Men Supporting Women: Tips On Writing Supportive Male Characters by Natasha D. Lane
Once upon a time, fantasy novels were full of heroic men with swords. They were tough, strong, and skilled in battle. If they weren’t warriors, they were magicians with unique abilities. Think Lord of the Rings, Robin Hood, or The Bloody Crown of Conan. See what I’m getting at here?
Thankfully times have changed and women are carving their path in fantasy. It’s common for these fantasy novels to be housed by covers with youthful, mysterious women. Usually, they’re standing in a field or by a body of water, and clad in glistening armor or a jeweled dress. Think of works like Sea of Shadows, Graceling, or A Court of Mist & Fury. These women were not to be toyed with.
But when stepping into a genre that was once so male-dominated, how can writers craft male characters without them naturally take the spotlight? How can these characters support female leads?
Well, it’s easier than you think. Writing a supportive male character is like writing about your best guy friend or a close relative. Think of all his traits and quirks. Then, write them into the character. Basing characters on those we love and interact with is the easiest way to bring them to life.
However, if you’re hitting writer’s block with this particular situation, here are key items to remember:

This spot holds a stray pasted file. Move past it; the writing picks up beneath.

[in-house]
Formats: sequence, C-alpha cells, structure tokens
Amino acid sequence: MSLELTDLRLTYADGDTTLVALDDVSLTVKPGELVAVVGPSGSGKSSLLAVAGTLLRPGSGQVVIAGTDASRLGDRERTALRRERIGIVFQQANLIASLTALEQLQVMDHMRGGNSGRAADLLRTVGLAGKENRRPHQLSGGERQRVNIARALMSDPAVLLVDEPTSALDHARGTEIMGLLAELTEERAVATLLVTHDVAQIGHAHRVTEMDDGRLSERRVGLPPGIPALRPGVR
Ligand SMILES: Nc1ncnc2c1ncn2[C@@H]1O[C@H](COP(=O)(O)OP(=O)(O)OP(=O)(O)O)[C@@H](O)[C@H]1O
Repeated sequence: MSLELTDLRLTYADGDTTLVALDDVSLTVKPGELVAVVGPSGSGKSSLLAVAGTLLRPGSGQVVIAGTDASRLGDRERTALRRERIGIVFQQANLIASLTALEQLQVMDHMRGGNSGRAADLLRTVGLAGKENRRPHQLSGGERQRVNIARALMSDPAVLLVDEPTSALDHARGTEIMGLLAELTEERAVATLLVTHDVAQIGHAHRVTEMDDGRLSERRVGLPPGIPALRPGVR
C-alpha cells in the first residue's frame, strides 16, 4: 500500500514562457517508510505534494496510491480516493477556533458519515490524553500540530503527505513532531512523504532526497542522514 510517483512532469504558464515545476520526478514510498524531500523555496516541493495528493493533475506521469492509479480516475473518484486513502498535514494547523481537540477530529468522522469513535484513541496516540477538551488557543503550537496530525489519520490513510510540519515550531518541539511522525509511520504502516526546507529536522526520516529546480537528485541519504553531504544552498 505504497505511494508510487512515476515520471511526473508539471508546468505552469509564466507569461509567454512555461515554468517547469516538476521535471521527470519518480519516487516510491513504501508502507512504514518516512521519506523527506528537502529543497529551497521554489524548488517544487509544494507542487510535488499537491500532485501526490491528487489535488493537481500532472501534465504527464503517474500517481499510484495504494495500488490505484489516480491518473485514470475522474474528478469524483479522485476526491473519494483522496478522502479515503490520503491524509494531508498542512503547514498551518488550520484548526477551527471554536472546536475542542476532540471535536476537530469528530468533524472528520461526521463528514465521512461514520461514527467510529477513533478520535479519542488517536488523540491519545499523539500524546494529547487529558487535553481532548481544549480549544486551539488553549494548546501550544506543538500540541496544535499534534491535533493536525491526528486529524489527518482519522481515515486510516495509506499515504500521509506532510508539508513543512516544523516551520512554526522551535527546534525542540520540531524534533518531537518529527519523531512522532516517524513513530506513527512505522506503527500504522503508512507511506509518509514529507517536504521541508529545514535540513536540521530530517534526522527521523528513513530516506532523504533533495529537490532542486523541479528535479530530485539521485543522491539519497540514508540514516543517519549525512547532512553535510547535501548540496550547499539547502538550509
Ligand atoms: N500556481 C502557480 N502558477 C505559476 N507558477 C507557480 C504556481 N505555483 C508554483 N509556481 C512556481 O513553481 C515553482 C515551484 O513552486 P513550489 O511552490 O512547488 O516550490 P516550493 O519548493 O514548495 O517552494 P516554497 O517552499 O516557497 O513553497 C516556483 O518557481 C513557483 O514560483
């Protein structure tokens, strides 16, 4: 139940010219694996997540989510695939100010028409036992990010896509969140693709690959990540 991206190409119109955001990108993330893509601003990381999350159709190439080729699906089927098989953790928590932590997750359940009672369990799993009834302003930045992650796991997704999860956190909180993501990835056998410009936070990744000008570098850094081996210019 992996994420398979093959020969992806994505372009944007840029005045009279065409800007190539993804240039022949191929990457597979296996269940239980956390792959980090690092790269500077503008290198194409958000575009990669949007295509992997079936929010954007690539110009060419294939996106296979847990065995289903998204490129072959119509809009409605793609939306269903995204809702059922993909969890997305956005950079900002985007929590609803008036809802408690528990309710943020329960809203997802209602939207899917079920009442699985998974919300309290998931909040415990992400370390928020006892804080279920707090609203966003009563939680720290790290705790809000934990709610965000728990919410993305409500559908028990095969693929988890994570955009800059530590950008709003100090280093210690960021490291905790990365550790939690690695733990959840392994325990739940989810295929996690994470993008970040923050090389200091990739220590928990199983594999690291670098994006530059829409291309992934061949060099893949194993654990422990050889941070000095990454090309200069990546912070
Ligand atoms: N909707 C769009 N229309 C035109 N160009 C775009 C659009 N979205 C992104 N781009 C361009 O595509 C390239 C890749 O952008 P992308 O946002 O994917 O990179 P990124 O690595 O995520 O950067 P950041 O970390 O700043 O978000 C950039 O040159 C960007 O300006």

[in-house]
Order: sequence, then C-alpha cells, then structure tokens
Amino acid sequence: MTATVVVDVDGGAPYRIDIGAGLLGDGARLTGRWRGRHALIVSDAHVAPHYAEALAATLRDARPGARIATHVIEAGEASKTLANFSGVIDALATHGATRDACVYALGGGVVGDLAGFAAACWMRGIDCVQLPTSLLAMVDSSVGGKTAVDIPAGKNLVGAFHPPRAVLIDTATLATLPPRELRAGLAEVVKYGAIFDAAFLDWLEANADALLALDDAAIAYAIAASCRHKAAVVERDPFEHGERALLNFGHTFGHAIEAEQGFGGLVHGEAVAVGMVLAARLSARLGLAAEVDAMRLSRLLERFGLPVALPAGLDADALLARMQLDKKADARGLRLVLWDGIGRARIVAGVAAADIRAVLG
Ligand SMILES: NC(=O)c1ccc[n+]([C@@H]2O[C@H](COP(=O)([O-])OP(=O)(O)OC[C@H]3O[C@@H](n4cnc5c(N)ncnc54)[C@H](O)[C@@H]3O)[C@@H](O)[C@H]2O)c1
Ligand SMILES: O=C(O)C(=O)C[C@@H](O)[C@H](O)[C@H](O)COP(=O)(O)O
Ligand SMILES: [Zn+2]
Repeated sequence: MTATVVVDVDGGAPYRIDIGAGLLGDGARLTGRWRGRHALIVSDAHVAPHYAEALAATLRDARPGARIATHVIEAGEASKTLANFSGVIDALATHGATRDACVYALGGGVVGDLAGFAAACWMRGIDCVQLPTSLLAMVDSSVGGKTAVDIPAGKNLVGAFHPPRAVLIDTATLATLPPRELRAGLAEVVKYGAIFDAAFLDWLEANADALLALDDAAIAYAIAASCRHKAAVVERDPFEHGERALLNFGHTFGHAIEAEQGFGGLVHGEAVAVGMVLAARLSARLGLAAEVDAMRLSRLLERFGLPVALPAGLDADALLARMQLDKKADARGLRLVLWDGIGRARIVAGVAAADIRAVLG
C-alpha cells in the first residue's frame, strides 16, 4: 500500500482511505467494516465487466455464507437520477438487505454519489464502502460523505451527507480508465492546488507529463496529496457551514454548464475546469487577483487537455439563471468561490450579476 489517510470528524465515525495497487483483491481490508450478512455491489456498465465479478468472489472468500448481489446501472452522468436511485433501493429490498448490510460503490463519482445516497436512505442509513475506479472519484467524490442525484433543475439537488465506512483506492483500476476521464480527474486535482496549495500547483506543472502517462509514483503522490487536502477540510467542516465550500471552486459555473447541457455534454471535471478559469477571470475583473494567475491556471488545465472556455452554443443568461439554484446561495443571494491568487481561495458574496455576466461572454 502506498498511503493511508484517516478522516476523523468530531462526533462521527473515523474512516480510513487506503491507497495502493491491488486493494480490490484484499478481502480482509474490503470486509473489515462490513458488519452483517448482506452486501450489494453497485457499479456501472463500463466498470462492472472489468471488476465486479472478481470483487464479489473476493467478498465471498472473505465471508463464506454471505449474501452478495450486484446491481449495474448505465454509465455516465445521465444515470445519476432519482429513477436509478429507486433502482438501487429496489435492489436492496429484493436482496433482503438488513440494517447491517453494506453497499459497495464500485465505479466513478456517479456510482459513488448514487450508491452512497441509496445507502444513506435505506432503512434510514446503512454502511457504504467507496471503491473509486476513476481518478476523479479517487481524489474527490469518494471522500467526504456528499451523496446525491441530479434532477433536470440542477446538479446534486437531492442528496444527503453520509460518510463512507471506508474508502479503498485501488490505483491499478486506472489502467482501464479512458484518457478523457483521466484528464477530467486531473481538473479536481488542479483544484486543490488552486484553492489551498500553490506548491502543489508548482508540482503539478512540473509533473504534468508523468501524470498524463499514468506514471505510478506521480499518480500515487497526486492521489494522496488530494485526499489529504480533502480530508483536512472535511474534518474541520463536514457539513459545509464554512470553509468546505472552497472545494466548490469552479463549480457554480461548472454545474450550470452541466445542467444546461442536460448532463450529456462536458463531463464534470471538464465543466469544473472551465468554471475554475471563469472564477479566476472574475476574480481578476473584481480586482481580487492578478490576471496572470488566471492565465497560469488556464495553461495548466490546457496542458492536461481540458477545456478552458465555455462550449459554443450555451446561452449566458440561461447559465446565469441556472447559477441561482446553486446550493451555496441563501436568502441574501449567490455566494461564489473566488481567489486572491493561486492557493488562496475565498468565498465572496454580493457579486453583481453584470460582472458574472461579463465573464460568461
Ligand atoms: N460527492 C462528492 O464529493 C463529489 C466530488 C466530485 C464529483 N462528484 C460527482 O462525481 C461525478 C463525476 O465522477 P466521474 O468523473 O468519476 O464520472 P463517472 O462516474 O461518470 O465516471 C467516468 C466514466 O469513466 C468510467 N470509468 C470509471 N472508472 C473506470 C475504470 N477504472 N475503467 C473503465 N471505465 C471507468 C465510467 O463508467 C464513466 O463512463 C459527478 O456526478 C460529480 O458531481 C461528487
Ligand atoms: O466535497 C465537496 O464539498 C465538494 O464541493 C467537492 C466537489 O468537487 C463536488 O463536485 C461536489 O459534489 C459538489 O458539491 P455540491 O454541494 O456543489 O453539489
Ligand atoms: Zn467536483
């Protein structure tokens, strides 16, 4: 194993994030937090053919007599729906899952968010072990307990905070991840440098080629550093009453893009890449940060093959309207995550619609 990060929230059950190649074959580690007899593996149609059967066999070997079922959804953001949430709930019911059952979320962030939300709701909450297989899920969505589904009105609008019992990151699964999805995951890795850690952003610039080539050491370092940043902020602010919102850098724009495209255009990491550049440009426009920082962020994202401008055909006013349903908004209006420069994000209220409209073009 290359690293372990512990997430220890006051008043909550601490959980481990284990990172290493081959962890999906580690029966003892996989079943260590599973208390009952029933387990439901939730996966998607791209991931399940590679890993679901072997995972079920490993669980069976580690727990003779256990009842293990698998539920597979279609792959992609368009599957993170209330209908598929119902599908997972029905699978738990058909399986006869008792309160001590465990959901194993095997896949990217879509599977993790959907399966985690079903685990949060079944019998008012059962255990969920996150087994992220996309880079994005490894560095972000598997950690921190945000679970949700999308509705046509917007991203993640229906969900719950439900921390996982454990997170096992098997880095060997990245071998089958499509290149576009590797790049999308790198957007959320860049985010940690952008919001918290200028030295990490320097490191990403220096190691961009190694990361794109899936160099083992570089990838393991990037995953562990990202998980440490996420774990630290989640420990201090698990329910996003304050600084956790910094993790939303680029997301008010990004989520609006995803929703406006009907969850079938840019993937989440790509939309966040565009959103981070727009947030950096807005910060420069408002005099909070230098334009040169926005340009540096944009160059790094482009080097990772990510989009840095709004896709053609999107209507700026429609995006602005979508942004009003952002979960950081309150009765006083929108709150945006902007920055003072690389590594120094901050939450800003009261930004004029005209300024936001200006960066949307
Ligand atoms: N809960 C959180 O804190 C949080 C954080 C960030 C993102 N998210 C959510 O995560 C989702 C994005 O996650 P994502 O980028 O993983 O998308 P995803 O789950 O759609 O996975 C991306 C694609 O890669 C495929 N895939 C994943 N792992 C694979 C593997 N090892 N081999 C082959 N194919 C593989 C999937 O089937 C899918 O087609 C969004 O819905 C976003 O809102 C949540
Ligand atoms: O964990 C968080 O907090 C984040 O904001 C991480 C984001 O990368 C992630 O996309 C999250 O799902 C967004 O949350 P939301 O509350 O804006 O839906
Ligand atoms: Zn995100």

First, a male character doesn’t have to be submissive for a female character to be dominant. Writing, like life, doesn’t have to be built on extremes. Though two dominant characters may butt heads, this isn’t fact. Perhaps the male character isn’t as stubborn as the female lead, so he’s fine occasionally stepping aside. Maybe the female lead isn’t above asking for assistance. You’re the writer. The power is yours.
Onto our next point. The male shouldn’t constantly try to rescue the female lead. Part of being supportive is trusting your partner. He should believe she can handle herself. Or, if he initially thinks he has to rescue her, he quickly learns and accepts that the female character is self-sufficient.
Lastly, the male character doesn’t condemn the female when she has a moment of weakness. This can be summarized by the saying: “Don’t kick them when they’re down.”
I hope you enjoyed this read on supportive male characters! Keep scrolling to learn more about me and how we can connect.
Natasha D. Lane is a friend of most things caffeinated, a lover of books (particularly fantasy), and a writer to her core. Her most recent fantasy novel The Pariah Child: Sarafina’s Return released August 1st, 2019. Connect with Natasha on her website, Instagram, Twitter, or GoodReads.
Categories: Guest Blog